February 23rd, 2024

CASA Classroom will offer additional mental health support to students

By Brendan Miller on January 20, 2024.

A CASA classroom is set to open in Medicine Hat to support students with complex mental health issues. The Medicine Hat Public School Division is opening the program at Southview School to students between Grades 4-6.--HANDOUT PHOTO FROM THE MEDICINE HAT PUBLIC SCHOOL DIVISION

bmiller@medicinehatnews.com

The Medicine Hat Public School Division is welcoming the addition of a CASA Mental Health Classroom that will support students with complex mental health issues.

The province is expanding in-school support for students by spending $10 million this year to open three new mental health support classrooms, including one at Southview Community School.

A Child and Adolescent Services Association mental health classroom can support up to 12 students across the district and is staffed with a full-time teacher, mental health therapist and mental health aide as well as other support staff to ensure students are receiving treatment they need to excel in school and life.

“I am proud to support a government that puts funding forward for mental health in the classroom,” said Justin Wright, MLA for Cypress-Medicine Hat. “As they learn, students deserve all we can offer to ensure their needs are met for a successful future.”

“I’m encouraged to see more of these classrooms opening across the province to help address mental health concerns we are seeing in the classroom,” said Education Minister Demetrios Nicolaides. “The partnership between CASA and the respective schools will continue to find solutions to best meet the need and provide adequate care to students.”

In Medicine Hat the division will be opening the program to students in Grades 4, 5 and 6. Schools and parents will work together to identify which students they feel might benefit from the program.

“It’s to address mental health and to support the mental health of youth,” said Tracy Hensel, associate superintendent of student services. “And we wanted to get them at a young age so that we have programs already available once they’re in middle school in high school.”

Students will receive treatments and support to help manage mental health conditions, medication support and individual and group therapy.

The care team will also provide education for parents and caregivers and help children transition back to their home, school and health team.

A therapist will provide each student with an individualized intervention and treatment plan that will be practised in the classroom.

“There’s a team of supports and they all have different roles, but the ultimate goal is that they’re working interchangeably,” said Chelsea Hallick, co-ordinator of diverse learning services. “Because of the robust support from the team everyone’s going to be focused in on the treatment plan as well as the focus on literacy, numeracy and social emotional learning skills in the classroom.”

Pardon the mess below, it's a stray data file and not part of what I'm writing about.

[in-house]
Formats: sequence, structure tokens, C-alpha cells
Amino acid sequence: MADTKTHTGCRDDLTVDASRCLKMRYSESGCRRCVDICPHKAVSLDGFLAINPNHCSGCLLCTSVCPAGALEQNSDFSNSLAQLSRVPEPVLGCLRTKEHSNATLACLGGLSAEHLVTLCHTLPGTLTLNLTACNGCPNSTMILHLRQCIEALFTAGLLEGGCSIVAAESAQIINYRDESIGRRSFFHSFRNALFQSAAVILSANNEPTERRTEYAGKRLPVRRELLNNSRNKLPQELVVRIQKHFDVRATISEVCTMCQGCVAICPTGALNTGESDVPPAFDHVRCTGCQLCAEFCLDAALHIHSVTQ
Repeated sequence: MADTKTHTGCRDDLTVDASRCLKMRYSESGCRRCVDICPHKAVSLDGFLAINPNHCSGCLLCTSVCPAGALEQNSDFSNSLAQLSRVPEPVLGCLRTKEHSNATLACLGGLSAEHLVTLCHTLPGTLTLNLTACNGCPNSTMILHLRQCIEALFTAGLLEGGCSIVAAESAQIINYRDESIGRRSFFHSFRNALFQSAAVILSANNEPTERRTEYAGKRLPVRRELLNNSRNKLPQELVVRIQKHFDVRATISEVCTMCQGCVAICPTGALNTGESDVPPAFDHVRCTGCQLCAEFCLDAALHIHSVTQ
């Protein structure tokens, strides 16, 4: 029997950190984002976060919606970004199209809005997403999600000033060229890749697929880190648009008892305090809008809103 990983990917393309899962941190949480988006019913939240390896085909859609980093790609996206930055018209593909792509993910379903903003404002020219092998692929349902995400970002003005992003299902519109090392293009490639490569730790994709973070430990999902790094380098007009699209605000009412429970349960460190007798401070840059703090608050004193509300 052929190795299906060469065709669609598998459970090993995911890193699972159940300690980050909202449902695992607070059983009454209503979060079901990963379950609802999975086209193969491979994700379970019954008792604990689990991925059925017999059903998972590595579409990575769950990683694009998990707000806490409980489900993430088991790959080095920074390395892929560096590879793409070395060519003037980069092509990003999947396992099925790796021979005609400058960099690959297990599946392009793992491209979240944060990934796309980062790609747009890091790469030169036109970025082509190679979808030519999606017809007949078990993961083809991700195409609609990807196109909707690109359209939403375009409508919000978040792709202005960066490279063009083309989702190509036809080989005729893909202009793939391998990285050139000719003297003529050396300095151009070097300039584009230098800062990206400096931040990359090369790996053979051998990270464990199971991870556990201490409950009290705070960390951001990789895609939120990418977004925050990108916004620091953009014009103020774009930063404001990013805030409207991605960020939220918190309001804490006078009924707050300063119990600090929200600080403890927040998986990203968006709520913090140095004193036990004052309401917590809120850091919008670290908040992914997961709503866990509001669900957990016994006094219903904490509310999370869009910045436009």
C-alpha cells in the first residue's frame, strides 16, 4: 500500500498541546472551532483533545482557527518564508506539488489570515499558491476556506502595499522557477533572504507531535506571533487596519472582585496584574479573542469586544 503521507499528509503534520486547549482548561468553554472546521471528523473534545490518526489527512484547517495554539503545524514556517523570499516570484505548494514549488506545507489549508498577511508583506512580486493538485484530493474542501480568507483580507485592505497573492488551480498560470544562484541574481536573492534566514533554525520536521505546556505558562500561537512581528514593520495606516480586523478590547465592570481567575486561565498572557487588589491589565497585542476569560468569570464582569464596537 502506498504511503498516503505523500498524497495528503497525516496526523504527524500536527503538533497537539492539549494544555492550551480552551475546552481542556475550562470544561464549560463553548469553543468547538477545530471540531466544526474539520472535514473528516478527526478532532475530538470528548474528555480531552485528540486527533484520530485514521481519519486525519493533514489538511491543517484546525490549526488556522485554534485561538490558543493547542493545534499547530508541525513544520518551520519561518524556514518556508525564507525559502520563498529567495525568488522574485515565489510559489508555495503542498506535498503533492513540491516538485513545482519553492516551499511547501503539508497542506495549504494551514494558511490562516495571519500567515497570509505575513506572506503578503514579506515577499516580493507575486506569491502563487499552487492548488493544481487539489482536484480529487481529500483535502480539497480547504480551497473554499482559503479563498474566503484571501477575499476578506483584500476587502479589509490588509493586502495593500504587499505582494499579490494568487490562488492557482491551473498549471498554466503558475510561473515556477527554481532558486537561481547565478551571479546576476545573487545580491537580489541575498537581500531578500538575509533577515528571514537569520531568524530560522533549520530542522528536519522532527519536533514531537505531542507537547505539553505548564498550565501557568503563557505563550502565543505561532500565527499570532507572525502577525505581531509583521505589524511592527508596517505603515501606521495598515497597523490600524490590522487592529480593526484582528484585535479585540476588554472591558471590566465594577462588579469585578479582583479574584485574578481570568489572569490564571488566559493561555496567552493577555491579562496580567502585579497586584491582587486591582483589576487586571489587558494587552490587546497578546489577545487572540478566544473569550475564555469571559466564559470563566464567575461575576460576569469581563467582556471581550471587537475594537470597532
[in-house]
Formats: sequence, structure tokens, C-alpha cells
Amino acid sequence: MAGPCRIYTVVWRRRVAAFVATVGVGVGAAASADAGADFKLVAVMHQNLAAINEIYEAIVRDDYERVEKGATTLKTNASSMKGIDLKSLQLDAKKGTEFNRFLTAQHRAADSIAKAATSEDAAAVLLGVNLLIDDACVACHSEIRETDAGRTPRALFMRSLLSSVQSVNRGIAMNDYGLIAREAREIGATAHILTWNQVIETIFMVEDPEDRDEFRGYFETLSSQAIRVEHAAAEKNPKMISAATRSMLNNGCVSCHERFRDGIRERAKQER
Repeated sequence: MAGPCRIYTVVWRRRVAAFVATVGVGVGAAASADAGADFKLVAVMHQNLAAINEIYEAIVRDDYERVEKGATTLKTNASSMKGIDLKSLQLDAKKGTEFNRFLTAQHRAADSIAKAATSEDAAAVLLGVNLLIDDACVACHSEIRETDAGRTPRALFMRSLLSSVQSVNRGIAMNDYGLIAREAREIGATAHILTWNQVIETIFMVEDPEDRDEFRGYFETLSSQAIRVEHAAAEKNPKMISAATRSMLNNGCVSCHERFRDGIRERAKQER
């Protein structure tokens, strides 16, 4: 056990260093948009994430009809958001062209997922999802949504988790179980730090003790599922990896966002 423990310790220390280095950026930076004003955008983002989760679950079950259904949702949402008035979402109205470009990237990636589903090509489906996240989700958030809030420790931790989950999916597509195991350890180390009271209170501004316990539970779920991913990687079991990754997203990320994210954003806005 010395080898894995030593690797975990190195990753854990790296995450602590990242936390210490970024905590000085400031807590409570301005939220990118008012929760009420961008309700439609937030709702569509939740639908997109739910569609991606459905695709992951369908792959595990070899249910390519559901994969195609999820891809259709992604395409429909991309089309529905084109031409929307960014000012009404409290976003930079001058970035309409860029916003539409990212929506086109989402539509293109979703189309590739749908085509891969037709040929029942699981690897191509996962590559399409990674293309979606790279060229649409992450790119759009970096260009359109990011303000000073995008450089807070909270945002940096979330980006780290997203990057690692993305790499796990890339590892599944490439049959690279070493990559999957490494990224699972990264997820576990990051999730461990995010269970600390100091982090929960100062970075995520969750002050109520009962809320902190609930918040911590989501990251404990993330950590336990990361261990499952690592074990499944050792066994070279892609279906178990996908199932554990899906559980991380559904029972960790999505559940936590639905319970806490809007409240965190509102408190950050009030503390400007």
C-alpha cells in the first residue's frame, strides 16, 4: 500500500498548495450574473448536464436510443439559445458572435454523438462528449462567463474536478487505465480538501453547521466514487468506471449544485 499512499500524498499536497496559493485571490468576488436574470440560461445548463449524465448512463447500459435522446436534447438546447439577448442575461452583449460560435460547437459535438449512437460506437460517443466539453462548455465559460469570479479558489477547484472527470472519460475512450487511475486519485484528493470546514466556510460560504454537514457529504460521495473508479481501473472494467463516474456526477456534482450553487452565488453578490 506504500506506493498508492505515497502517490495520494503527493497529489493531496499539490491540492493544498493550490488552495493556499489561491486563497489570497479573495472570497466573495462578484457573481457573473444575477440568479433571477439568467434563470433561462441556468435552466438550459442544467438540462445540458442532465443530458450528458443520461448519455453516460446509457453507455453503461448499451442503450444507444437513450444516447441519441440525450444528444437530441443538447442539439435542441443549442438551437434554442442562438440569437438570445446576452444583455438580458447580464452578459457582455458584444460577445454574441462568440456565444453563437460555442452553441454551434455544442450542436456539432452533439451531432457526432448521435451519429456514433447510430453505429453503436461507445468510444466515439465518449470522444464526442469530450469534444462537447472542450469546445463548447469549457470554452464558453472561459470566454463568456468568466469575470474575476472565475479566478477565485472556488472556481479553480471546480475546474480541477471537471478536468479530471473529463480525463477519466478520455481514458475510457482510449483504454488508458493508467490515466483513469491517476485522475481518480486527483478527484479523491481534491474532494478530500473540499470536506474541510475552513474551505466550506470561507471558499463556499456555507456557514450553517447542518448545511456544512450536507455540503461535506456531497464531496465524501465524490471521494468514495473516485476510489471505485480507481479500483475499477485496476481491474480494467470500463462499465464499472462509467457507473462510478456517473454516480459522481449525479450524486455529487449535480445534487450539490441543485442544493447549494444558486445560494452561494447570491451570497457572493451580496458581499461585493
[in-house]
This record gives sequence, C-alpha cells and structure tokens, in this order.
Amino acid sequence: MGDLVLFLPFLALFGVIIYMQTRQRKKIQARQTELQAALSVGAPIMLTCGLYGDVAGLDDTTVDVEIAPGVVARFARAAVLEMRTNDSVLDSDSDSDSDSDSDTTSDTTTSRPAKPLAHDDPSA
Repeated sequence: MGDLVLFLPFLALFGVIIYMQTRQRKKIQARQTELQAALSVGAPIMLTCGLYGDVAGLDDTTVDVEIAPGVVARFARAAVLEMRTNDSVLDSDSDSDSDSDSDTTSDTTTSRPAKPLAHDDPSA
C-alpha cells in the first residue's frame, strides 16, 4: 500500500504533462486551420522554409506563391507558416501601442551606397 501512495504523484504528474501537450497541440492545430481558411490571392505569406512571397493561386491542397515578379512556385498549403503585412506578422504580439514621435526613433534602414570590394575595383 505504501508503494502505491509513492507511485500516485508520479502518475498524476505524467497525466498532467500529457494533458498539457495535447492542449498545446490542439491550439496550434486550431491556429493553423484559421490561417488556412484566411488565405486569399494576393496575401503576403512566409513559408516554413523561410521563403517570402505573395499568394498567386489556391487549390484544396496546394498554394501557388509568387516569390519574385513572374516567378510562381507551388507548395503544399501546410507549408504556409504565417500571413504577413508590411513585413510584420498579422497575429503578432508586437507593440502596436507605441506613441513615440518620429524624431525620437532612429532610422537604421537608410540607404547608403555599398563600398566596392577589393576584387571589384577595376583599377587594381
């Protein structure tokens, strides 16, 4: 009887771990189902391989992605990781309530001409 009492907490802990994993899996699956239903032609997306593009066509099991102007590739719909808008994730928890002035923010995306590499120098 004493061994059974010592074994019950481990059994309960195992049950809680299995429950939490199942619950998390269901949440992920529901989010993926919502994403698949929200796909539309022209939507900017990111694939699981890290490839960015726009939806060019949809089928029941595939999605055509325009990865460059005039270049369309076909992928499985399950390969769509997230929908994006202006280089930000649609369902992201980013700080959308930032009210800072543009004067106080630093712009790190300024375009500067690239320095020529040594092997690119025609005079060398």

The program includes a therapy support navigator to help support parents with weekly meetings and helping parents access additional supports available in the community.

Caregivers will also participate in a weekly support group that will provide support with mental health conditions.

A doctor and nurse will also be attached to the team of mental health professionals and will be able to monitor how the students respond to treatment and therapy while they’re at school.

“The students are in the classroom in real time and the medical people can see them in real time and what that looks like in school,” said Hensel.

The public school board is hoping the program will also benefit a system of delivering support to students across the division.

“We’re going to have the opportunity to work with this team of professionals and learn from them, so what do we need to be doing?” Hansel said. “And when we look at levels of students anxiety, how can we better support some of these things in our classrooms?”

“We also have the opportunity of learning more and more about mental health … We’re hoping to build their capacity and understanding,” adds Hallick.

The program supports students with one or more mental health diagnoses and who have previously received mental health treatment but have not shown notable improvement.

The program also requires students to have a family doctor, nurse practitioner or psychiatrist.

“I’m excited,” Hansel said. “I think we all benefit; Medicine Hat in general and eventually the whole southeastern Alberta, you know, as it expands and … hopefully all families will get to benefit from this.”

The CASA classroom opens at Southview School on Feb. 5 and will run until the end of the school year. The CASA classroom will reopen for a second intake next school year during the first semester.

“I think this is an amazing opportunity for our community and our division,” Hallick said. “Our students are coming to us and we want to provide them success beyond academics.”

Students will participate in the CASA classroom for half the school year, or five months. After completing the program the team supports their transition back to their usual school for another half of the school year.

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